Most local infrastructure organisations think their financial position will worsen in the next year, Navca survey finds

Joe Irvin, Navca chief executive, says its members are bearing the brunt of local government cuts

Joe Irvin
Joe Irvin

Nearly three-quarters of local infrastructure organisations expect their financial position to worsen over the next 12 months, a Navca survey has indicated.

According to the umbrella body, 22 out of 30 organisations that responded to a question about their organisation’s finances said they thought they would get worse over the next year. Five said they thought they would improve and three said they would stay the same.

Navca’s survey found that 22 out of 31 responding organisations said they thought the financial position of their local voluntary sector would get worse over the next year. Two said they thought it would get better and seven expected it to remain the same.

Navca has put together a panel of organisations that it said was representative of its membership and will question them quarterly on a range of subjects, including collaboration and job losses.

The first poll found that 9 out of 31 organisations that responded said they planned to reduce the size of their workforce over the next three months. Two said they planned to increase it and 20 said they expected it to remain unchanged.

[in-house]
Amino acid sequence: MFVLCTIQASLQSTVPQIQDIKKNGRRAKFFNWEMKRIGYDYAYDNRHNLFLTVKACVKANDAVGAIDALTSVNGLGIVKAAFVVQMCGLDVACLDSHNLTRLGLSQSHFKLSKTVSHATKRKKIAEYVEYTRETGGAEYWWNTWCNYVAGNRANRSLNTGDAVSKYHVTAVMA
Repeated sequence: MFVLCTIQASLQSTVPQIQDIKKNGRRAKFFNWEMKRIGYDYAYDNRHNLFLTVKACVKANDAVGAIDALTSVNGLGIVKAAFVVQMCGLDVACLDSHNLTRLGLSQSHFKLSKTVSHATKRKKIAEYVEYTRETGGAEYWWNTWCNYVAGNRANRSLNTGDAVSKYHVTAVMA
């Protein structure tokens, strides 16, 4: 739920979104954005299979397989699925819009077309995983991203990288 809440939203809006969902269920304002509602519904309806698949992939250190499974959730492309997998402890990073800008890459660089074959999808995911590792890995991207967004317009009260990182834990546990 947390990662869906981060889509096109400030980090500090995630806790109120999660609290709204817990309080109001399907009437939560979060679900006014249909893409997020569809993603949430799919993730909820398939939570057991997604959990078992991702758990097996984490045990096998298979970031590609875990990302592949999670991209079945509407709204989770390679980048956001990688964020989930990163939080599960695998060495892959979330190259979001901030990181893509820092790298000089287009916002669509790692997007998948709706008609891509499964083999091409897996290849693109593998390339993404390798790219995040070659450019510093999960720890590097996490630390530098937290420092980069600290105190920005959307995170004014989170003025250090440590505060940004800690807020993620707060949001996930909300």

Navca research carried out last year predicted that 26,000 jobs at local charities would be lost in 2011/12.

Eighteen of the 31 organisations polled for the latest research said they expected to collaborate more with other infrastructure organisations over the next year.

Joe Irvin, chief executive of Navca, said a lot of the gloomy financial outlook was down to local authorities cutting funding to voluntary groups.

"Others are saying this because of National Lottery funding, such as the Transforming Local Infrastructure budget, coming to an end next year," he said. "We are concerned by this and have lobbied government about it because Navca members are bearing the brunt of local government cuts."

Irvin said the expected increase in collaboration was again motivated by financial insecurity:"We have seen an increase in mergers in the last few years and that is often linked to funding."

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